Review: S.F. Symphony unveils an elliptical, tenuous treatment of women’s suffrage
By Joshua Kosman
The passage of the 19th Amendment in 1920, granting American women the right to vote at last, was a landmark event in the nation’s history. It was part of a continuous debate whose roots lay in the Revolutionary period and whose implications continue to reverberate to the present day.
There’s a vibrant account to be spun out of this ongoing struggle, but “Her Story,” the latest in a series of historical and sociological oratorios by the New York composer Julia Wolfe, winds up nibbling around its edges.
In its West Coast premiere in Davies Symphony Hall on Thursday, May 25, “Her Story” registered as a series of generalized gestures in the direction of its subject matter, circling the topic of women’s suffrage without ever really landing a punch.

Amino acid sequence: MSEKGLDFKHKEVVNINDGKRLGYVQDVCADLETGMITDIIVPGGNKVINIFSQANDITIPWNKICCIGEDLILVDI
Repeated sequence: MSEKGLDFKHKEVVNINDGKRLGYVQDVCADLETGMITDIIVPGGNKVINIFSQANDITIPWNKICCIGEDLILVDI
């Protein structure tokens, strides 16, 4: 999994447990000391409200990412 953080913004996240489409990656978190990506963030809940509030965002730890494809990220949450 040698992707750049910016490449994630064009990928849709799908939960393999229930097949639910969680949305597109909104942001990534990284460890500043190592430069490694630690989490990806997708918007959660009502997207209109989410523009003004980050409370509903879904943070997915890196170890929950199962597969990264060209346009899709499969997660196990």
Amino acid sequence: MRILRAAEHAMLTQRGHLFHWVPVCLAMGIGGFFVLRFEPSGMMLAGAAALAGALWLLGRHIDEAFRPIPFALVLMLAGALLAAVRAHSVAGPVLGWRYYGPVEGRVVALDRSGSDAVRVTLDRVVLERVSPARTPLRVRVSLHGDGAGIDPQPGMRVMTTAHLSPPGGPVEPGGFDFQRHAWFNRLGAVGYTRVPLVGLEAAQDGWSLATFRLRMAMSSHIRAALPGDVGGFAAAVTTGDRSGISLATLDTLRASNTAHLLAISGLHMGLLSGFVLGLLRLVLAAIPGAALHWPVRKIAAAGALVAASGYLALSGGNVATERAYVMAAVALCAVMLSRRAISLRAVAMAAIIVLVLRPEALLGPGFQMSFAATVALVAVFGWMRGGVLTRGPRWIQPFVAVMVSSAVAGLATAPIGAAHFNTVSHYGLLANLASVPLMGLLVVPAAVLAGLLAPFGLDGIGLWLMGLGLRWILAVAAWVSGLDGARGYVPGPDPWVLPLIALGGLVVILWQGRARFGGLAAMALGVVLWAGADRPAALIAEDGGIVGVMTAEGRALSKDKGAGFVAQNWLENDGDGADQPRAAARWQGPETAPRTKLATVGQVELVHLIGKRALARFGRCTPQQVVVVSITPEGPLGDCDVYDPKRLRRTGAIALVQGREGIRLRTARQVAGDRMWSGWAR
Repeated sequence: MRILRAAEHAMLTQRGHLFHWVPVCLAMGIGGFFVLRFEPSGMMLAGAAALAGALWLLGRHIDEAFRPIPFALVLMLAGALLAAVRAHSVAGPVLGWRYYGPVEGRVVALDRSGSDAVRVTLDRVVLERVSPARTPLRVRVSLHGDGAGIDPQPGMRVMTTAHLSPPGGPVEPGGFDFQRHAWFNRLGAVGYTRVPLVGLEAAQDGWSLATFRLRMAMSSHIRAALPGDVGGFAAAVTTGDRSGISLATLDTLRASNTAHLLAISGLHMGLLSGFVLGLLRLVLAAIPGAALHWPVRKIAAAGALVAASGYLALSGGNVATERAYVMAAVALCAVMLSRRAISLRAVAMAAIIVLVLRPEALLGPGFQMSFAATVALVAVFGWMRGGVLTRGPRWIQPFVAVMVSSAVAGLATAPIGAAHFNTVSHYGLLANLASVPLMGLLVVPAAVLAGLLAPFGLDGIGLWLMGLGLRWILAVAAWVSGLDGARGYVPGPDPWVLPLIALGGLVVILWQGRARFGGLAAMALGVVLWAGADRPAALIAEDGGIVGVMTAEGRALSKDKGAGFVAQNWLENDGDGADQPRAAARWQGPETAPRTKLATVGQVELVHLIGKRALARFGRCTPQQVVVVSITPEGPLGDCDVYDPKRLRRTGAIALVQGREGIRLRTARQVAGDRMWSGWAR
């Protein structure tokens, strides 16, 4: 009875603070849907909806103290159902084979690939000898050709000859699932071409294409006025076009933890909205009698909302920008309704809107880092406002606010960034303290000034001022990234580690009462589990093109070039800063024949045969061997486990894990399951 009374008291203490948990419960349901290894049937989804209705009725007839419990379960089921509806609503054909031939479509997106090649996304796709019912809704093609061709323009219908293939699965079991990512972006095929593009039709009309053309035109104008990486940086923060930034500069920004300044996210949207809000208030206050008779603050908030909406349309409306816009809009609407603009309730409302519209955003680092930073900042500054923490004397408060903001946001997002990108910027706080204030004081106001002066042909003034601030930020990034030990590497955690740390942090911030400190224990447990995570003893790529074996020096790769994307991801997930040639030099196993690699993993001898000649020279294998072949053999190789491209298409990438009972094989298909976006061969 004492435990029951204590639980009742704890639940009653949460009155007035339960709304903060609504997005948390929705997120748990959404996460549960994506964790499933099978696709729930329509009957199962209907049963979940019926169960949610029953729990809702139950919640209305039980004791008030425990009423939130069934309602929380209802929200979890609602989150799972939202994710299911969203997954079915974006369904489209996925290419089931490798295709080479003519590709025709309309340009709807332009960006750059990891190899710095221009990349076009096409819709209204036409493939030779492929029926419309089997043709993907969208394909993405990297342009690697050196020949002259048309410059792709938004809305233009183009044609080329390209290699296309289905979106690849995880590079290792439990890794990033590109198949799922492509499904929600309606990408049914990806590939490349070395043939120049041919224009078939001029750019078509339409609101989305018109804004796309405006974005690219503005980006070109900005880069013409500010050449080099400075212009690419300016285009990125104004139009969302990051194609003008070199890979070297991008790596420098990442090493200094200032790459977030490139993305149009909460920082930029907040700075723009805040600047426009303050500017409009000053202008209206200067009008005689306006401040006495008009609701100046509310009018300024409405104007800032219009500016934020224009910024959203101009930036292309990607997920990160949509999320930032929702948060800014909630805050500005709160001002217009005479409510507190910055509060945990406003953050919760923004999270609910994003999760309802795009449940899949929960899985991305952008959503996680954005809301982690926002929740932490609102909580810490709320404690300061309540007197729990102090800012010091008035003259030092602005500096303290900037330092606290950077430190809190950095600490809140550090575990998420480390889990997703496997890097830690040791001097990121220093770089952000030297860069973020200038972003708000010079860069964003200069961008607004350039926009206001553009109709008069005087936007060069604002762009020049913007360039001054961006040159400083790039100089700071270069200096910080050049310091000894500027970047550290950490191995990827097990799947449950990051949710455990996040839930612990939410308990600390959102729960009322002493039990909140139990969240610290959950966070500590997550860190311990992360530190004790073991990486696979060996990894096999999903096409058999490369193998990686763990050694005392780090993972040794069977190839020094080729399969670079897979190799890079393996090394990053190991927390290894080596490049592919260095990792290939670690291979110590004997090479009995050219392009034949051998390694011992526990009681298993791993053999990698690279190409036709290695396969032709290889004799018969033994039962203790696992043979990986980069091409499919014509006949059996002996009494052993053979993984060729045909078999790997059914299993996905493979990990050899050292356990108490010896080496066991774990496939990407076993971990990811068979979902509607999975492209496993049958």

Again and again, Wolfe leans on a handful of weighty words — most notably quotations from Abigail Adams and Sojourner Truth — to carry the argument forward, and each time those words fall flat.
“Her Story,” commissioned by the San Francisco Symphony in partnership with several other orchestras, had its premiere last year with the Nashville Symphony under Giancarlo Guerrero, that orchestra’s dynamic and resourceful music director. Guerrero’s return to San Francisco following his exciting Symphony debut last year was among Thursday evening’s happier aspects.
So, too, was the presence of the Lorelei Ensemble, the 10-member women’s chorus for whom “Her Story” was written. Under Artistic Director Beth Willer, these singers produced a bright, beautifully blended sound, their voices snaking through sections of vocal counterpoints and massing into sharply etched chords.